Pub. Date:
Springer Berlin Heidelberg
Environmental Signal Processing and Adaptation / Edition 1

Environmental Signal Processing and Adaptation / Edition 1

by Gerhard Heldmaier, Dietrich Werner


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Animals and plants live in changing environmental conditions which require adaptation in order to cope with this. Some of these environmental changes serve as signals which have to be "sensed" and interpreted correctly by the organisms to initiate the adaptation. This signal processing is based on biochemical, molecular and neuronal processes which are discussed in this book. All examples given underline that continuous adjustment of physiological functions is an essential requirement for life and survival in complex changing environments.

Product Details

ISBN-13: 9783540437949
Publisher: Springer Berlin Heidelberg
Publication date: 10/03/2002
Edition description: 2003
Pages: 287
Product dimensions: 6.10(w) x 9.25(h) x 0.03(d)

Table of Contents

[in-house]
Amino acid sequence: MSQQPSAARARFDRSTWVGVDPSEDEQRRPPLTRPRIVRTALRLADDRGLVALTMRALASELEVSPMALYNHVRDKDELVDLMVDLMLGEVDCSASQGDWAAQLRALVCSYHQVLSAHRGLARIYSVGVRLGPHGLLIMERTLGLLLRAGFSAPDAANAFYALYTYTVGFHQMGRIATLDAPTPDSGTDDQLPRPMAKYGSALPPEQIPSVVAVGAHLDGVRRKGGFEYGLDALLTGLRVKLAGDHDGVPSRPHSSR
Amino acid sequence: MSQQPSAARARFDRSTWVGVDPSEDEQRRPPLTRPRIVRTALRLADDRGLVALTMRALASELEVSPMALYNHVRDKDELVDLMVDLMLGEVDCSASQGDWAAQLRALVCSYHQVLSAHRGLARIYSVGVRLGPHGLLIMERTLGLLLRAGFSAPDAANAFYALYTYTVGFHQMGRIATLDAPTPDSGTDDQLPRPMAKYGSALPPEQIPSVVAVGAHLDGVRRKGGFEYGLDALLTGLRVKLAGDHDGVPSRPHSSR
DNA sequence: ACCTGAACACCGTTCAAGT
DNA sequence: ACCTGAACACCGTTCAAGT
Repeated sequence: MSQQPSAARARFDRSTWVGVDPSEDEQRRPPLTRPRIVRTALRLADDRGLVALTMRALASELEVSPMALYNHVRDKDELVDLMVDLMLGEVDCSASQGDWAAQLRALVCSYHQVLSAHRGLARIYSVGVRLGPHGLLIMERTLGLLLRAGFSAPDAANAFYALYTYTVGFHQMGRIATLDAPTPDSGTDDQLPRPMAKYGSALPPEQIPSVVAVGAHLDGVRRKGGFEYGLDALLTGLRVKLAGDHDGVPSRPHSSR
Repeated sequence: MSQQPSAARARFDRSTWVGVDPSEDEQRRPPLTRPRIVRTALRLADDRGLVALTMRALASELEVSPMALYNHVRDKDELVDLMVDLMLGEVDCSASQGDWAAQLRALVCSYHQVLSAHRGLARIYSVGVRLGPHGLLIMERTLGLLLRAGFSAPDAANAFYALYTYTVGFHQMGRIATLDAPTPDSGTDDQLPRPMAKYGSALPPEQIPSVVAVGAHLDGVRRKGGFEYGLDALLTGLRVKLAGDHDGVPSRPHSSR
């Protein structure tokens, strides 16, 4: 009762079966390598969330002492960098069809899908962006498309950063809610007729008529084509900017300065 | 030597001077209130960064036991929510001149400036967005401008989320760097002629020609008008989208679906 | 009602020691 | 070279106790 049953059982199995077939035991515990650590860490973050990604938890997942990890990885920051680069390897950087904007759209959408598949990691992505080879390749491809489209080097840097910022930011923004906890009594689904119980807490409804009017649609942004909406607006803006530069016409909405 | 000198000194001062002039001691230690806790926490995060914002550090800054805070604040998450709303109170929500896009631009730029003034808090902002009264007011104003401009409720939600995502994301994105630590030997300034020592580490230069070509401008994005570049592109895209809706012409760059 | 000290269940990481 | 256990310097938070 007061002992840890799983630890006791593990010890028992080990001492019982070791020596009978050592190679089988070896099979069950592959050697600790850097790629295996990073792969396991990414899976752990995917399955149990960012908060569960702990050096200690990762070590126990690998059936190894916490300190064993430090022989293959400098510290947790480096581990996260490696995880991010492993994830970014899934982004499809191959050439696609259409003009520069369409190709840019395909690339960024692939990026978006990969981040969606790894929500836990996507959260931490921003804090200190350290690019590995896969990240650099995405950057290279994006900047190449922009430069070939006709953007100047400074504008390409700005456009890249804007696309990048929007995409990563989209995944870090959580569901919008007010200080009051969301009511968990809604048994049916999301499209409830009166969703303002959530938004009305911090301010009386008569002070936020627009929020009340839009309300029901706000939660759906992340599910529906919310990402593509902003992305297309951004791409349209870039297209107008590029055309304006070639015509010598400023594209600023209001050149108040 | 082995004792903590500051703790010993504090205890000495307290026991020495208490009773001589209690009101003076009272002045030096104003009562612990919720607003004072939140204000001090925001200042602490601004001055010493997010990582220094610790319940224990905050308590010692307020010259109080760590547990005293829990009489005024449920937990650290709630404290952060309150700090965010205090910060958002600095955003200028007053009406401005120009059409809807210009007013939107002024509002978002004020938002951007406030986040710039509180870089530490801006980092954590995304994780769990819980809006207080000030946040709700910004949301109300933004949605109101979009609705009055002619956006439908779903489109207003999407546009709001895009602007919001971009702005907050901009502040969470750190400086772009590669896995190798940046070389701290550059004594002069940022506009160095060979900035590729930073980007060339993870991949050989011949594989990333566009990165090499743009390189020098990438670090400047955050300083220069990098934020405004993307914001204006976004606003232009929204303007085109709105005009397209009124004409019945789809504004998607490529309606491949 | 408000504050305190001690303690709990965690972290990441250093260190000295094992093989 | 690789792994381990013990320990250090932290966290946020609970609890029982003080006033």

1 Environmental Signal Processing and Adaptation.- 1.1 Introduction.- 1.2 Acclimation and Adaptation.- 1.3 Biological and Physical Signals for Plants.- 1.4 Symbiontic Signal Exchange.- 1.5 Light Adaptation in Plants.- 1.6 Thioredoxins.- 1.7 Vibratory Signal Processing in Insects.- 1.8 Seasonal Acclimation in Small Mammals.- 1.9 Signal Processing.- 1.10 References.- 2 Communication and Efficiency in the Symbiotic Signal Exchange.- 2.1 Introduction.- 2.2 Flavonoids and Isoflavonoids as Signal Molecules from Host Plants.- 2.3 Nod Factors as Signal Molecules from Rhizobium, Bradyrhizobium, Sinorhizobium and Mesorhizobium.- 2.4 Communication and Signal Exchange Between Host Plants and Symbionts: a Summary.- 2.5 Induction of Early nod Genes in the Plants by Inoculation with Rhizobia/Bradyrhizobia.- 2.6 Symbiosis Specific Differentiation of Free-Living Rhizobium/Bradyrhizobium Cells to Bacteroids.- 2.7 Nodule Compartmentation and Induction of Late Nodulines During Nodule Development.- 2.8 Essential Functions of Late Nodulins for Nodule Metabolism.- 2.9 Signal Molecules for the Induction of Late Nodulins.- 2.10 Signals and the Regulation of Nodule Senescence.- 2.11 N2-Fixation and Denitrification Under Field Conditions.- 2.12 References.- 3 Rhizosphere Signals and Ecochemistry.- 3.1 Introduction.- 3.2 The Nature of Rhizosphere Signals.- 3.2.1 Plant Signal Molecules.- 3.2.2 Bacterial Signals to Plants.- 3.2.3 Antibiotics.- 3.3 New Concepts in Rhizosphere Signals.- 3.3.1 Biotin.- 3.3.2 Respiratory Elicitors.- 3.3.3 Nucleosides.- 3.4 Integration of Signals into Rhizosphere Communities.- 3.4.1 Positional Effects.- 3.4.2 Environmental Effects.- 3.4.3 Inactivation of Signals.- 3.5 Summary.- 3.6 References.- 4 Endomycorrhizas in the Gentianales: Structures and Evolution of the Vesicular-Arbuscular Mycorrhiza (VAM).- 4.1 Introduction.- 4.2 Classification of the Gentianales.- 4.3 Root System, Roots, and Mycorrhizal Structures in the Gentianales.- 4.3.1 Root Infection by VAM Fungi.- 4.3.2 Colonization of the Root Cortex.- 4.4 Paris Type: Structural Incompatibility of the Arum Type.- 4.5 VAM Structures as a Characteristic for Systematics.- 4.6 The Advanced Paris Type Represents a Progressive Evolutionary Step in VAM.- 4.7 Summary.- 4.8 References.- 5 Light Adaptation of the Photosynthetic Apparatus of Green Algae.- 5.1 Introduction.- 5.2 Changes in the Photosynthetic Apparatus During Adaptation to Different Light Intensities and Wavelengths.- 5.3 Adaptation Phenomena of Other Green Algae and of Aquatic Higher Plants.- 5.4 Carotenoids and Photosynthetic Adaptation.- 5.5 Regulation of the cab-Gene Expression by Light of Different Intensities and Wavelengths.- 5.6 Photoreceptors.- 5.7 Photoprotection by Nonphotochemical Chlorophyll Fluorescence Quenching.- 5.8 Adaptation of the Photosynthetic Apparatus of Cyanobacteria to Light Intensity and CO2 Concentration.- 5.9 References.- 6 Light-Harvesting Systems in the Photosynthetic Apparatus of Cyanobacteria, Red Algae and Cryptophytes.- 6.1 Introduction.- 6.2 Light Harvesting in the Photosynthetic Apparatus of Cyanobacteria and Red Algae.- 6.2.1 Structure of Hemidiskoidal and Hemiellipsoidal Phycobilisomes.- 6.2.2 Chromophores and Excitation Energy Transfer.- 6.2.3 Phycobilisomes as Dynamic Structures.- 6.3 Light Harvesting in the Chloroplasts of Cryptophytes.- 6.3.1 Origin of Genetic Complexity in Cryptophytes.- 6.3.2 Phycobiliprotein Antennae in Cryptophytes.- 6.3.3 Cooperation of Two Antennae Systems in Cryptophytes.- 6.4 References.- 7 Thioredoxins: Adapting Plant Metabolism to Light and Other Environmental Signals.- 7.1 Introduction.- 7.2 Complete thioredoxin profiles in plant cells.- 7.3 Thioredoxin-Dependent Enzymes.- 7.4 The Signaling Mechanism and its Physiological Logic.- 7.5 Environmental Disturbance of Thioredoxin Action.- 7.6 Experimentation Pitfalls in Vitro.- 7.7 Thioredoxin Control of Plant Metabolism: A Unified View.- 7.8 References.- 8 Photoinhibition in Seaweeds.- 8.1 Introduction.- 8.2 Photoinhibition of Photosynthesis and Its Recovery.- 8.3 Occurrence of Photoinhibition in the Natural Environment.- 8.4 Photoinhibition Affects Zonation of the Algae on the Shore.- 8.5 Temperature Dependence of Photoinhibition and Recovery.- 8.6 Correlation Between Oxygen Production Rate and Fluorescence.- 8.7 Possible Molecular Mechanisms of Photoinhibition and Recovery in Seaweeds.- 8.8 The Influence of UV Radiation on Photosynthesis of Arctic Macroalgae.- 8.9 Conclusion.- 8.10 References.- 9 The Auditory-Vibratory Sensory System in Bushcrickets (Tettigoniidae, Ensifera, Orthoptera) I Comparison of Morphology, Development and Physiology.- 9.1 Introduction.- 9.2 The Receptor Organs.- 9.2.1 Location and Morphology.- 9.2.2 Larval and Phylogenetic Development.- 9.2.3 Stimulus Transduction in the Receptor Organs.- 9.2.4 Frequency Tuning of the Receptor Cells.- 9.3 Projection of the Receptor Cells at the Ventral Nerve Cord Level.- 9.4 The Auditory-Vibratory Sensory System in the Ventral Nerve Cord.- 9.5 References.- 10 The Auditory-Vibratory Sensory System in Bushcrickets (Tettigoniidae, Ensifera, Orthoptera) II. Signal Production and Acoustic Behavior.- 10.1 Introduction.- 10.1.1 Signal Production.- 10.1.2 Signal Transmission in the Biotope.- 10.1.3 Broadcasting and Acoustic behavior.- 10.2 Results.- 10.2.1 Combined “Resonant” and “Nonresonant” Sound Production in Tettigoniids.- 10.2.2 The Role of Subtegminal Air Volume During Sound Production in Tettigoniids.- 10.2.3 Acoustic Behavior and Species Discrimination in Tettigoniids.- 10.2.4 Chirp Rate Variability.- 10.2.5 Reactions of Tettigonia viridissima Larvae to Sound and Vibration.- 10.3 References.- 11 Mechanisms for Seasonal Control of Reproduction in Small Mammals.- 11.1 Why Seasonal Reproduction?.- 11.2 Mechanism of Seasonal Control.- 11.2.1 Circannual Rhythms.- 11.2.2 Sequence of Stages as a Basis for Seasonal Reproduction.- 11.2.3 Environmental Signals as Triggers for Seasonal Reproduction.- 11.2.4 Pros and Cons of Different Strategies.- 11.3 Transduction of Daylength Information into an Endogenous Signal.- 11.4 Lack of Photoperiodic Response in “Photoperiodic Species”: Nonresponders.- 11.5 References.- 12 Role of Photoperiod During Seasonal Acclimation in Winter-Active Small Mammals.- 12.1 Introduction.- 12.2 Body Mass and Fur Insulation.- 12.3 Burrowing and Nest Building Activity.- 12.4 Daily Torpor.- 12.5 Seasonal Reduction of Energy Requirements.- 12.6 Cold Tolerance.- 12.7 Thermogenic Acclimation.- 12.8 Seasonal Control of Thermogenesis.- 12.9 Neural and Endocrine Processing of Environmental Signals.- 12.10 References.